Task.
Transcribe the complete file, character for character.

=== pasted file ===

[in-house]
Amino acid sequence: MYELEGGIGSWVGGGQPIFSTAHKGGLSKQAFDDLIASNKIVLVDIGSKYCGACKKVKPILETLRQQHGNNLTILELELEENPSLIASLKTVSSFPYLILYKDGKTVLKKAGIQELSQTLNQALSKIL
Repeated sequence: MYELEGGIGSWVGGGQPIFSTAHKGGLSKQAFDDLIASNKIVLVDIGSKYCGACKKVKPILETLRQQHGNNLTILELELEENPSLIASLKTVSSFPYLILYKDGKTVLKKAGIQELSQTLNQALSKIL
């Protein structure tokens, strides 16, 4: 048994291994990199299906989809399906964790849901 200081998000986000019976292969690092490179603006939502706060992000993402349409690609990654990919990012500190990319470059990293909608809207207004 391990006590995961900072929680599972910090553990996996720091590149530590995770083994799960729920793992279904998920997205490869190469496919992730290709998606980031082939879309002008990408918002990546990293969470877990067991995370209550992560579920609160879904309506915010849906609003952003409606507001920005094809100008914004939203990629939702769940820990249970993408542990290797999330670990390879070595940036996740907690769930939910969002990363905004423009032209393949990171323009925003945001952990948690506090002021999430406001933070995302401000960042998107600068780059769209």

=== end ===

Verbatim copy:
[in-house]
Amino acid sequence: MYELEGGIGSWVGGGQPIFSTAHKGGLSKQAFDDLIASNKIVLVDIGSKYCGACKKVKPILETLRQQHGNNLTILELELEENPSLIASLKTVSSFPYLILYKDGKTVLKKAGIQELSQTLNQALSKIL
Repeated sequence: MYELEGGIGSWVGGGQPIFSTAHKGGLSKQAFDDLIASNKIVLVDIGSKYCGACKKVKPILETLRQQHGNNLTILELELEENPSLIASLKTVSSFPYLILYKDGKTVLKKAGIQELSQTLNQALSKIL
């Protein structure tokens, strides 16, 4: 048994291994990199299906989809399906964790849901 200081998000986000019976292969690092490179603006939502706060992000993402349409690609990654990919990012500190990319470059990293909608809207207004 391990006590995961900072929680599972910090553990996996720091590149530590995770083994799960729920793992279904998920997205490869190469496919992730290709998606980031082939879309002008990408918002990546990293969470877990067991995370209550992560579920609160879904309506915010849906609003952003409606507001920005094809100008914004939203990629939702769940820990249970993408542990290797999330670990390879070595940036996740907690769930939910969002990363905004423009032209393949990171323009925003945001952990948690506090002021999430406001933070995302401000960042998107600068780059769209």